Formerly husband to Susan Sarandon, whom he met while attending the Catholic University of America in Washington, D.C., Chris Sarandon spent nearly a decade performing on-stage before making his first television appearance alongside Gene Wilder and Bob Newhart in Thursday's Game in 1974. While that appearance was well received by its audience, Sarandon wouldn't achieve widespread critical recognition from the film industry until his portrayal of an overwrought transsexual opposite Al Pacino in Dog Day Afternoon (1975). Sarandon's performance earned him two prestigious nominations (New Star of the Year - Male from the Golden Globes and Best Actor from the Academy), and by all indications, Sarandon was headed toward a bright future on the silver screen.
Rather than jumping into a full-time movie career, however, Sarandon continued his work in theater (he replaced Raul Julia in the Tony-winning Broadway musical The Two Gentlemen of Verona) and appeared in a series of television roles, some of which (such as A Tale of Two Cities in 1980) mirrored his affinity for the classics, while others -- namely The Day Christ Died, in which he played the title role -- offered an opportunity for the actor to get in touch with his religious side. Oddly enough, Sarandon would also appear in a slew of satanic or otherwise horror-themed films, including The Sentinel (1976), Fright Night (1985), and Child's Play (1988). It was his decidedly less grim role as the insidious Prince Humperdinck in Rob Reiner's The Princess Bride, however, that would bring his name back into the hearts of American audiences, albeit his place therein was reserved for fairy tale bad guys.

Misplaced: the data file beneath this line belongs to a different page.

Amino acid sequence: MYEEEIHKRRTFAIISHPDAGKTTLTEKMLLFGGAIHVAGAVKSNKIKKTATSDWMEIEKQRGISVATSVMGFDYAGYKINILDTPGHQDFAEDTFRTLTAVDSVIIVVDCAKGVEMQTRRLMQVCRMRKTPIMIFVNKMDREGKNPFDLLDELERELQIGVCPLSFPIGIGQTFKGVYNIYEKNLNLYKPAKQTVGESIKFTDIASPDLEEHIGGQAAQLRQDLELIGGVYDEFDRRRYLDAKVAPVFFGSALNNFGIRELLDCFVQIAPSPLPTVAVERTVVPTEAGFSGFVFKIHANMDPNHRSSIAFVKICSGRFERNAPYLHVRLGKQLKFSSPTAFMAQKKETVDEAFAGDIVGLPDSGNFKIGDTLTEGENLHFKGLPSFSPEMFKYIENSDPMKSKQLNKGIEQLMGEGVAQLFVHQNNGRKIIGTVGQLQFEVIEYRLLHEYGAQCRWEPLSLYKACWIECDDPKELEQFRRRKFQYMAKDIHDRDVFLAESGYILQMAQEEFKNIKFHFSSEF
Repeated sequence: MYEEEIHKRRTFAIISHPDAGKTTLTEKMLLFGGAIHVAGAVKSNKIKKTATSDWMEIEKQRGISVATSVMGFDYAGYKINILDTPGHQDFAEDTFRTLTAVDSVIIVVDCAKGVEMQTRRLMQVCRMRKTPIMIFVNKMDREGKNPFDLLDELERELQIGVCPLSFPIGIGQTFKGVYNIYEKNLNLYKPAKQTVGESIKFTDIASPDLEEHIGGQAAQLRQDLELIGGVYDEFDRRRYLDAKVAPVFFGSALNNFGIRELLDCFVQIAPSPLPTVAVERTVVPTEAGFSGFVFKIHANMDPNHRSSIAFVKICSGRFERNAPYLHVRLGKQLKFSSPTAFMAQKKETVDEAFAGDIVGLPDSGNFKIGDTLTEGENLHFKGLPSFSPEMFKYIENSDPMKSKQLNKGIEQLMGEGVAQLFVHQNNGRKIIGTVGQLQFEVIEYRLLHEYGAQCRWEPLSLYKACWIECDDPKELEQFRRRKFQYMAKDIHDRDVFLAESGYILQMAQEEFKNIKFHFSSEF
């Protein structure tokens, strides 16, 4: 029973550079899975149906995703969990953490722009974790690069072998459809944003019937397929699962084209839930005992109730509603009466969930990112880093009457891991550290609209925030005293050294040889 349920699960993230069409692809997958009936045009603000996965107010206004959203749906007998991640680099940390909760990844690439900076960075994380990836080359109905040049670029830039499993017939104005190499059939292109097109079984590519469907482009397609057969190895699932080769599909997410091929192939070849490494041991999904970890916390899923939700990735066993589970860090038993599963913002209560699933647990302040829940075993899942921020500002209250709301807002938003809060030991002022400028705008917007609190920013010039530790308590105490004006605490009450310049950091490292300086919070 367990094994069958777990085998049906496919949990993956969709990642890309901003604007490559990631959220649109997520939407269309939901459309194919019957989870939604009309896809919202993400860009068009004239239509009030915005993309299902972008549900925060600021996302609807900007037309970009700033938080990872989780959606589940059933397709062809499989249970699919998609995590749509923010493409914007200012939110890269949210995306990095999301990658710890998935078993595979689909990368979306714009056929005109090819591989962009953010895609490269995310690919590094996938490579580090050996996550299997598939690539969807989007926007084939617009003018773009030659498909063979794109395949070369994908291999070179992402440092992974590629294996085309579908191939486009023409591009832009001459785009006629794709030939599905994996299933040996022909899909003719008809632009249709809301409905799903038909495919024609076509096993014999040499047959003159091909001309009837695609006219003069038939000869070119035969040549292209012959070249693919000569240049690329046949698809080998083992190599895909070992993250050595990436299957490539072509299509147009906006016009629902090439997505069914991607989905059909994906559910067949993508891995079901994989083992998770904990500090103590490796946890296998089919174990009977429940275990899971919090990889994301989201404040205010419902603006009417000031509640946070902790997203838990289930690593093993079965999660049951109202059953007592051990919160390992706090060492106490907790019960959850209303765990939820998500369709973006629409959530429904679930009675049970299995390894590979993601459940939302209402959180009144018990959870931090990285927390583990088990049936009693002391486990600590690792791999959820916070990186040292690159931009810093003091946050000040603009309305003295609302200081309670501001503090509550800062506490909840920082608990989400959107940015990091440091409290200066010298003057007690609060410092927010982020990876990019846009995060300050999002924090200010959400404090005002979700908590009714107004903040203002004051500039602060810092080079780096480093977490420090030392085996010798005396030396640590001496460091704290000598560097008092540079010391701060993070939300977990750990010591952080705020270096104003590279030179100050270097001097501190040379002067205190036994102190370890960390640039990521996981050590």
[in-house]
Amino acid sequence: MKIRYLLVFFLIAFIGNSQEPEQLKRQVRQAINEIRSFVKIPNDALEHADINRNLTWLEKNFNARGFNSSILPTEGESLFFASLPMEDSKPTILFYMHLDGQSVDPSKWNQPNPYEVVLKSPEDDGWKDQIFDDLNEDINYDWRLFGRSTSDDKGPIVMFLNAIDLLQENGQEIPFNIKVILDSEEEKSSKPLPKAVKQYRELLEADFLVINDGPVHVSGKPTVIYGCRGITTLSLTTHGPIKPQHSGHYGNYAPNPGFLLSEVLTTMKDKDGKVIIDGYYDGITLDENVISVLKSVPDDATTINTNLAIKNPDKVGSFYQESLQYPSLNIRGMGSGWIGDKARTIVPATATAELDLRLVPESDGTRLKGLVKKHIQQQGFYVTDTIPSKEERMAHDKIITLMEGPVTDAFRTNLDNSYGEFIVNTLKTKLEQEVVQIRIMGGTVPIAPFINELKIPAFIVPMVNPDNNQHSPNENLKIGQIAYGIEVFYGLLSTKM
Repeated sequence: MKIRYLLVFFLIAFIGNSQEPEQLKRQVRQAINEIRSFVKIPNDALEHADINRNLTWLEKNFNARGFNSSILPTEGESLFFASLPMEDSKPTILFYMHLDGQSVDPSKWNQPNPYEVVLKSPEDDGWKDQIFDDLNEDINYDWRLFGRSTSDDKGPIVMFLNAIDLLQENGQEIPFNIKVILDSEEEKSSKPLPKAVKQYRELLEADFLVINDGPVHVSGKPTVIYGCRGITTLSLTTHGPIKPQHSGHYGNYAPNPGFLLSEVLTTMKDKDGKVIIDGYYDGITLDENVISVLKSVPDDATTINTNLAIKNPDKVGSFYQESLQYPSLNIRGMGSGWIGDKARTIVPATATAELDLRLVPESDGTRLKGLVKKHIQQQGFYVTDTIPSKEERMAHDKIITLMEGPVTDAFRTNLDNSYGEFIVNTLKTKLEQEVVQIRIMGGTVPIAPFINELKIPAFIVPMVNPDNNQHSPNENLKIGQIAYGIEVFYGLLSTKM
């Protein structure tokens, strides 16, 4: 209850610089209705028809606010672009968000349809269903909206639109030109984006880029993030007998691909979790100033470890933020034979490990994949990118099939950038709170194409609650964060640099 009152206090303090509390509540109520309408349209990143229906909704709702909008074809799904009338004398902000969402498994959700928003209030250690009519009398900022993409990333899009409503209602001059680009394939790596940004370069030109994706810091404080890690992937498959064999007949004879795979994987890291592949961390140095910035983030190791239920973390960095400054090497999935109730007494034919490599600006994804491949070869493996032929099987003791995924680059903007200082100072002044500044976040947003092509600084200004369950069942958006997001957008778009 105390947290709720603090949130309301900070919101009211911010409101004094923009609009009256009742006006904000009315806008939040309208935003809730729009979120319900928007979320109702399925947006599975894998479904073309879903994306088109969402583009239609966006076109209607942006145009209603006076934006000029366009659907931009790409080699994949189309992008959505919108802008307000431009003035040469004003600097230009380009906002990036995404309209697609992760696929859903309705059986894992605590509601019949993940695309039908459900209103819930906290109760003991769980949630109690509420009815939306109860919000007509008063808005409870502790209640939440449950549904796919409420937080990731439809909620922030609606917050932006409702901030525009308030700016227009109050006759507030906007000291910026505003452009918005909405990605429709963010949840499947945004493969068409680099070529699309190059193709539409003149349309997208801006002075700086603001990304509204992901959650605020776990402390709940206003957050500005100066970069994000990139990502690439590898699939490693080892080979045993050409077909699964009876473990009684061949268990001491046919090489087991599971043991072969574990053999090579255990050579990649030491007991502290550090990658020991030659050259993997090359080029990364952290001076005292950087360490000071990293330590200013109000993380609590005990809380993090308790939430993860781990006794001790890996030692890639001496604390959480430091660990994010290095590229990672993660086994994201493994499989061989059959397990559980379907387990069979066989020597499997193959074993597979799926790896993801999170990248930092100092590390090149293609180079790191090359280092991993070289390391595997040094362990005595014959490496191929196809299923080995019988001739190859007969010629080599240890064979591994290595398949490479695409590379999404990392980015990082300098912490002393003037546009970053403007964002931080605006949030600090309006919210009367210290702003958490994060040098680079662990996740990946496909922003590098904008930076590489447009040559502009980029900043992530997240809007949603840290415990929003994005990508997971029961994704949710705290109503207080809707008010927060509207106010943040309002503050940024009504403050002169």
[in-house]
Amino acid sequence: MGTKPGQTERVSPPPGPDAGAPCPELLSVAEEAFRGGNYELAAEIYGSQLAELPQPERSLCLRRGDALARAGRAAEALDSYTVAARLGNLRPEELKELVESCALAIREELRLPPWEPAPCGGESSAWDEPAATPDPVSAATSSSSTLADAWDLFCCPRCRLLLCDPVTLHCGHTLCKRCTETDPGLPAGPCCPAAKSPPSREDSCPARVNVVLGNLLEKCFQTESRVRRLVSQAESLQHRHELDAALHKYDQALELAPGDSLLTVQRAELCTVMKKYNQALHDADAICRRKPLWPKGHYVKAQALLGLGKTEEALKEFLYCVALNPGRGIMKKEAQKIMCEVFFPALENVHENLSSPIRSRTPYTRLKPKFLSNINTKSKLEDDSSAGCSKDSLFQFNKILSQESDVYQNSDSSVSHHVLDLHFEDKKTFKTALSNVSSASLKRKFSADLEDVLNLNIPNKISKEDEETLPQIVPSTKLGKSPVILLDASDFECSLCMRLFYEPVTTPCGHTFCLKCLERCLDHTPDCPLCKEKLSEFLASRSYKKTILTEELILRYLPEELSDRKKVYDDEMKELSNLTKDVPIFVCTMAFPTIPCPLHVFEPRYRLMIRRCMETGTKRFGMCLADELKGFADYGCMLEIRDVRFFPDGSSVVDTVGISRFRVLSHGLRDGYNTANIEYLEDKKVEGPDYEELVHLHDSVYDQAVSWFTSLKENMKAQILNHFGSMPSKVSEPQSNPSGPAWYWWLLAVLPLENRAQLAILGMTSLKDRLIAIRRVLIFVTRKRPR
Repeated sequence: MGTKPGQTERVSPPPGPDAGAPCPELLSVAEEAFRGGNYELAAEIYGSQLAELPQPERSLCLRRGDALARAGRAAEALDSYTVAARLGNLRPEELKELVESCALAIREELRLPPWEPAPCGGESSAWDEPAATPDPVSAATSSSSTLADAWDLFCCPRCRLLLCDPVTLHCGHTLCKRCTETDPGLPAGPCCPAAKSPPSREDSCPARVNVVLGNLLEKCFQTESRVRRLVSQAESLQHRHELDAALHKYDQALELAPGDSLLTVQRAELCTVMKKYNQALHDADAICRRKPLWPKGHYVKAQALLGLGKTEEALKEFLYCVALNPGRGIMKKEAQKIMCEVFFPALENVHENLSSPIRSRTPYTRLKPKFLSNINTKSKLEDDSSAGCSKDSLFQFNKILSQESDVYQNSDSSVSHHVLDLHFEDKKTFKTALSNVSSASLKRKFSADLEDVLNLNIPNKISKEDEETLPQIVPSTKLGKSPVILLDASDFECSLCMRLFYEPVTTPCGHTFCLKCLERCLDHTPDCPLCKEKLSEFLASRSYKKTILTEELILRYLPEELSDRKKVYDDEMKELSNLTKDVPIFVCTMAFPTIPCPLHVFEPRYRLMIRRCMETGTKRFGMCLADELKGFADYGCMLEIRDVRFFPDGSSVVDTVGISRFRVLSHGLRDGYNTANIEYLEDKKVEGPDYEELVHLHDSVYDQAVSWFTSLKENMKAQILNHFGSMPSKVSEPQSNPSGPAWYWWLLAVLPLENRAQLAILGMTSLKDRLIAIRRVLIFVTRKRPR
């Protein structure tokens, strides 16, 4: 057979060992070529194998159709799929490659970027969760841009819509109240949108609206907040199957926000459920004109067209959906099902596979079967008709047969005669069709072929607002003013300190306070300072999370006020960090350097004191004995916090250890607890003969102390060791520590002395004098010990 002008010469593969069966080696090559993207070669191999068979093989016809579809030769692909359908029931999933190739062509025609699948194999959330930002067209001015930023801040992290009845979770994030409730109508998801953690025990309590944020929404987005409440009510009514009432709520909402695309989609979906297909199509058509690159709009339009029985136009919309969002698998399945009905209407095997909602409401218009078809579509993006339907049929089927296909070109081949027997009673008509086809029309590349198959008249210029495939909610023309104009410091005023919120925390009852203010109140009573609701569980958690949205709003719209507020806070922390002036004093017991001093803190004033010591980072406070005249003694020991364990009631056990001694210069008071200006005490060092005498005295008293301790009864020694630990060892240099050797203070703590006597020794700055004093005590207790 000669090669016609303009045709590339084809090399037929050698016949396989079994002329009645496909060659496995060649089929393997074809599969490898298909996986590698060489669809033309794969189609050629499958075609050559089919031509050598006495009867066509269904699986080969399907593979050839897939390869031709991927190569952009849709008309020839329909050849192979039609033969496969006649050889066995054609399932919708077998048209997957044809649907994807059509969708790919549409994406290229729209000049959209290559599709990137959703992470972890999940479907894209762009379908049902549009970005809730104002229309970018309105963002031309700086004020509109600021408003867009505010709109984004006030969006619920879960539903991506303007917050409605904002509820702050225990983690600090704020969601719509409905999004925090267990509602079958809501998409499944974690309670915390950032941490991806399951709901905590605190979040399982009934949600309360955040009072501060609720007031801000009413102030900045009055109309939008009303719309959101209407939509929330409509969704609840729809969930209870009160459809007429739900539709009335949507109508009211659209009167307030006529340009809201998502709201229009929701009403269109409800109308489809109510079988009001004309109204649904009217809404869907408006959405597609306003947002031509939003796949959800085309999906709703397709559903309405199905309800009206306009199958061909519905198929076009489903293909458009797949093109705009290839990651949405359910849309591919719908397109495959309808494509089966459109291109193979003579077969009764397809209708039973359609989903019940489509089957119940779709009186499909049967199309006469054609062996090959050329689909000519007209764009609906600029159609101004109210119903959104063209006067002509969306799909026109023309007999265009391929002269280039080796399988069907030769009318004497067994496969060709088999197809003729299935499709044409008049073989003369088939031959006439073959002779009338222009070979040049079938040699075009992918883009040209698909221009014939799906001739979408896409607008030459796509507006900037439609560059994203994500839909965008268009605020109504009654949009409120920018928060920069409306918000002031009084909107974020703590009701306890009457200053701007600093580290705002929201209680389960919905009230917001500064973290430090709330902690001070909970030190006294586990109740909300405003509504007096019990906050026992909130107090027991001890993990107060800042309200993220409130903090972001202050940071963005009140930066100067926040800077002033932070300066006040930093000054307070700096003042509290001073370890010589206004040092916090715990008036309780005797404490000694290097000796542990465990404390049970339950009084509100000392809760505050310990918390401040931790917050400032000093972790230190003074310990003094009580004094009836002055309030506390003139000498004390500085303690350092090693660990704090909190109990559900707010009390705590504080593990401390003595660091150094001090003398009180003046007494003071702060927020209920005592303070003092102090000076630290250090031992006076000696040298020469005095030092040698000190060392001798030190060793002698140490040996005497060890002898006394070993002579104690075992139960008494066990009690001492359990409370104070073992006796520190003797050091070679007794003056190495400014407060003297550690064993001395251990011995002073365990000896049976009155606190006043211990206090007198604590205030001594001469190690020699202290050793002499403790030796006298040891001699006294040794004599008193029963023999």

Despite his success, Sarandon was unable to gain mainstream American recognition for a starring role, though his performance as a Holocaust survivor in Forced March (1990) did not go unnoticed by critics. Not long afterward, select U.S. filmgoers were treated to his portrayal of a man obsessed with his deceased ancestor's rumored ability to raise the dead in Alien scriptwriter Dan O'Bannon's The Resurrected (1991). In 1993, Sarandon earned no small amount of approval for giving voice to Jack Skellington, the bony star of Tim Burton's gleefully sinister The Nightmare Before Christmas. After participating in a vampire documentary, an episode of the cult-favorite Tales From the Crypt Presents Bordello of Blood, and, of all things, the film adaptation of Louisa May Alcott's family classic Little Men, Sarandon landed a recurring role as Dr. Burke on NBC's long-running medical drama ER. He continued to work steadily into the 21st century in a variety of projects including Voices in Wartime, Loggerheads, The Chosen One, the remake of Fright Night, and 2012's Safe.